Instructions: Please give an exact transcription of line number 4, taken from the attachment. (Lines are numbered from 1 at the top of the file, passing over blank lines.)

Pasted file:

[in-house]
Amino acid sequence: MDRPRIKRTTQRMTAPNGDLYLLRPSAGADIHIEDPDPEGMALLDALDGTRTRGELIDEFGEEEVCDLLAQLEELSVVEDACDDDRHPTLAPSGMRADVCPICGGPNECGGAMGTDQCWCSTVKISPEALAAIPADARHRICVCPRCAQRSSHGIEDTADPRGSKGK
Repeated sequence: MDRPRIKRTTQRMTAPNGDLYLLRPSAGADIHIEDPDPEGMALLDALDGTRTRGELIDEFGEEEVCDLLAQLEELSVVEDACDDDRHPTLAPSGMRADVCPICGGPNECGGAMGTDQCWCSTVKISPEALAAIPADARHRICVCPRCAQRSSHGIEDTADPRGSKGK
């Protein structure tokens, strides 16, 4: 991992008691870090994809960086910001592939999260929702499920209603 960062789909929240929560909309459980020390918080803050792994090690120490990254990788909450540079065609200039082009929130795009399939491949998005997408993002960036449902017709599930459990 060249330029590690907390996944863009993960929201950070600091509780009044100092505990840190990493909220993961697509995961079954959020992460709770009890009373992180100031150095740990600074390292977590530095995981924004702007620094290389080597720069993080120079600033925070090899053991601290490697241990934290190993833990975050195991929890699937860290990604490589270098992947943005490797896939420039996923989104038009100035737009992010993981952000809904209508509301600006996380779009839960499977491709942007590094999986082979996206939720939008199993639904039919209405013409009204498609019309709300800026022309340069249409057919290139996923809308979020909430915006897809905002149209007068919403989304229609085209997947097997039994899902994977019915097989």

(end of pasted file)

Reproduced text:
């Protein structure tokens, strides 16, 4: 991992008691870090994809960086910001592939999260929702499920209603 960062789909929240929560909309459980020390918080803050792994090690120490990254990788909450540079065609200039082009929130795009399939491949998005997408993002960036449902017709599930459990 060249330029590690907390996944863009993960929201950070600091509780009044100092505990840190990493909220993961697509995961079954959020992460709770009890009373992180100031150095740990600074390292977590530095995981924004702007620094290389080597720069993080120079600033925070090899053991601290490697241990934290190993833990975050195991929890699937860290990604490589270098992947943005490797896939420039996923989104038009100035737009992010993981952000809904209508509301600006996380779009839960499977491709942007590094999986082979996206939720939008199993639904039919209405013409009204498609019309709300800026022309340069249409057919290139996923809308979020909430915006897809905002149209007068919403989304229609085209997947097997039994899902994977019915097989």